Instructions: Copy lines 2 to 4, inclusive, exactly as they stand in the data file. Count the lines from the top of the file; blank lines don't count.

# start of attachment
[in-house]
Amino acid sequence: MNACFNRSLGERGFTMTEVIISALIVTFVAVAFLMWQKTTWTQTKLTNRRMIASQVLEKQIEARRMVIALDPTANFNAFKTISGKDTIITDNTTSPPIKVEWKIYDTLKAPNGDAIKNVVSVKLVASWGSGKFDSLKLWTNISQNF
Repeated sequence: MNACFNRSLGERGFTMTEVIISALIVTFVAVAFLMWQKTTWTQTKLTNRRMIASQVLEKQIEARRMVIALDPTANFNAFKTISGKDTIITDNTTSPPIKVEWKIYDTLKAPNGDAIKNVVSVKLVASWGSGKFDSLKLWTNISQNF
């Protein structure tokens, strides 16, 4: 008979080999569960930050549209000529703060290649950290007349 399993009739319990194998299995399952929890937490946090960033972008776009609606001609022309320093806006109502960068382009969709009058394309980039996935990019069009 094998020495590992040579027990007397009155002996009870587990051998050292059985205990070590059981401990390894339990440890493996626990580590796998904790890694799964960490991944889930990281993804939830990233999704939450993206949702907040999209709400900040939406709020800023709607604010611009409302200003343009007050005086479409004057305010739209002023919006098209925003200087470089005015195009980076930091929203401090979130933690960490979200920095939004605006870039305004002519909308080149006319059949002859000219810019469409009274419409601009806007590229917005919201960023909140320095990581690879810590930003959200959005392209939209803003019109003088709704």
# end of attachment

Amino acid sequence: MNACFNRSLGERGFTMTEVIISALIVTFVAVAFLMWQKTTWTQTKLTNRRMIASQVLEKQIEARRMVIALDPTANFNAFKTISGKDTIITDNTTSPPIKVEWKIYDTLKAPNGDAIKNVVSVKLVASWGSGKFDSLKLWTNISQNF
Repeated sequence: MNACFNRSLGERGFTMTEVIISALIVTFVAVAFLMWQKTTWTQTKLTNRRMIASQVLEKQIEARRMVIALDPTANFNAFKTISGKDTIITDNTTSPPIKVEWKIYDTLKAPNGDAIKNVVSVKLVASWGSGKFDSLKLWTNISQNF
């Protein structure tokens, strides 16, 4: 008979080999569960930050549209000529703060290649950290007349 399993009739319990194998299995399952929890937490946090960033972008776009609606001609022309320093806006109502960068382009969709009058394309980039996935990019069009 094998020495590992040579027990007397009155002996009870587990051998050292059985205990070590059981401990390894339990440890493996626990580590796998904790890694799964960490991944889930990281993804939830990233999704939450993206949702907040999209709400900040939406709020800023709607604010611009409302200003343009007050005086479409004057305010739209002023919006098209925003200087470089005015195009980076930091929203401090979130933690960490979200920095939004605006870039305004002519909308080149006319059949002859000219810019469409009274419409601009806007590229917005919201960023909140320095990581690879810590930003959200959005392209939209803003019109003088709704």